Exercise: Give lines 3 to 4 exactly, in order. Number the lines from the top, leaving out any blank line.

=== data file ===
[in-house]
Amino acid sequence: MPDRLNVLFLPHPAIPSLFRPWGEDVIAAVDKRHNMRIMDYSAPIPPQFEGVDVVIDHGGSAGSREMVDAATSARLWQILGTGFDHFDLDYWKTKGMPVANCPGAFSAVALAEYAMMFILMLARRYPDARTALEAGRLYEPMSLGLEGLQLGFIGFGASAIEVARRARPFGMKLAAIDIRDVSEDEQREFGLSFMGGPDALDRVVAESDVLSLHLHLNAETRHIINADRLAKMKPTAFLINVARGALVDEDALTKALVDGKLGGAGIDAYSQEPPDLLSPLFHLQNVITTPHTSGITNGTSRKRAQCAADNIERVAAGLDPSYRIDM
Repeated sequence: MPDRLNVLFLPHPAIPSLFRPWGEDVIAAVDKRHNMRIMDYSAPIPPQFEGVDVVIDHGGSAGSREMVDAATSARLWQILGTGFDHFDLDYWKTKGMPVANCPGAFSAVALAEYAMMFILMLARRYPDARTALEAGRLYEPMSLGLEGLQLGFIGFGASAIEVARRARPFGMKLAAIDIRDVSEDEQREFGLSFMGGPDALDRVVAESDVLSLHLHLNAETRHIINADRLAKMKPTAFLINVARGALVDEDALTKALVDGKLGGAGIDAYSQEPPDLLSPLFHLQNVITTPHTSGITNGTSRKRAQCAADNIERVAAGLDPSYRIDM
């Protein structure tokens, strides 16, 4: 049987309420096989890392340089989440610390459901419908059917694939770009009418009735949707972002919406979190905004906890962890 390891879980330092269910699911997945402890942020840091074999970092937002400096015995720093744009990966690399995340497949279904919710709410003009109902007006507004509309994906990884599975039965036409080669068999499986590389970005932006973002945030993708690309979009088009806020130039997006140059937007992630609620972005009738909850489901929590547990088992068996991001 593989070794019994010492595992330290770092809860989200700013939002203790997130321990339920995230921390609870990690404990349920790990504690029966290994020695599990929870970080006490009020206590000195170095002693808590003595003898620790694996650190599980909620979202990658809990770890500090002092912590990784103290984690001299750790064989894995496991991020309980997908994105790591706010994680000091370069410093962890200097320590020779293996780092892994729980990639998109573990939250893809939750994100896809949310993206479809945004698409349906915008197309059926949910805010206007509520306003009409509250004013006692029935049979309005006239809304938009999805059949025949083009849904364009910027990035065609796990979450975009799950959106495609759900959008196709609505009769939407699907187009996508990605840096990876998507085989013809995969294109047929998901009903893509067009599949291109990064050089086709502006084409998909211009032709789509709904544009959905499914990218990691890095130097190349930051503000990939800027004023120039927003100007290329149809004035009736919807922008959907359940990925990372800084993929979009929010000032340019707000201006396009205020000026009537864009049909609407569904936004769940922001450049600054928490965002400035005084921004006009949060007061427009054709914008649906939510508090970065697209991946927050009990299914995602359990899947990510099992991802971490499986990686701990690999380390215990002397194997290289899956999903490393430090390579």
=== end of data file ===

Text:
Repeated sequence: MPDRLNVLFLPHPAIPSLFRPWGEDVIAAVDKRHNMRIMDYSAPIPPQFEGVDVVIDHGGSAGSREMVDAATSARLWQILGTGFDHFDLDYWKTKGMPVANCPGAFSAVALAEYAMMFILMLARRYPDARTALEAGRLYEPMSLGLEGLQLGFIGFGASAIEVARRARPFGMKLAAIDIRDVSEDEQREFGLSFMGGPDALDRVVAESDVLSLHLHLNAETRHIINADRLAKMKPTAFLINVARGALVDEDALTKALVDGKLGGAGIDAYSQEPPDLLSPLFHLQNVITTPHTSGITNGTSRKRAQCAADNIERVAAGLDPSYRIDM
């Protein structure tokens, strides 16, 4: 049987309420096989890392340089989440610390459901419908059917694939770009009418009735949707972002919406979190905004906890962890 390891879980330092269910699911997945402890942020840091074999970092937002400096015995720093744009990966690399995340497949279904919710709410003009109902007006507004509309994906990884599975039965036409080669068999499986590389970005932006973002945030993708690309979009088009806020130039997006140059937007992630609620972005009738909850489901929590547990088992068996991001 593989070794019994010492595992330290770092809860989200700013939002203790997130321990339920995230921390609870990690404990349920790990504690029966290994020695599990929870970080006490009020206590000195170095002693808590003595003898620790694996650190599980909620979202990658809990770890500090002092912590990784103290984690001299750790064989894995496991991020309980997908994105790591706010994680000091370069410093962890200097320590020779293996780092892994729980990639998109573990939250893809939750994100896809949310993206479809945004698409349906915008197309059926949910805010206007509520306003009409509250004013006692029935049979309005006239809304938009999805059949025949083009849904364009910027990035065609796990979450975009799950959106495609759900959008196709609505009769939407699907187009996508990605840096990876998507085989013809995969294109047929998901009903893509067009599949291109990064050089086709502006084409998909211009032709789509709904544009959905499914990218990691890095130097190349930051503000990939800027004023120039927003100007290329149809004035009736919807922008959907359940990925990372800084993929979009929010000032340019707000201006396009205020000026009537864009049909609407569904936004769940922001450049600054928490965002400035005084921004006009949060007061427009054709914008649906939510508090970065697209991946927050009990299914995602359990899947990510099992991802971490499986990686701990690999380390215990002397194997290289899956999903490393430090390579």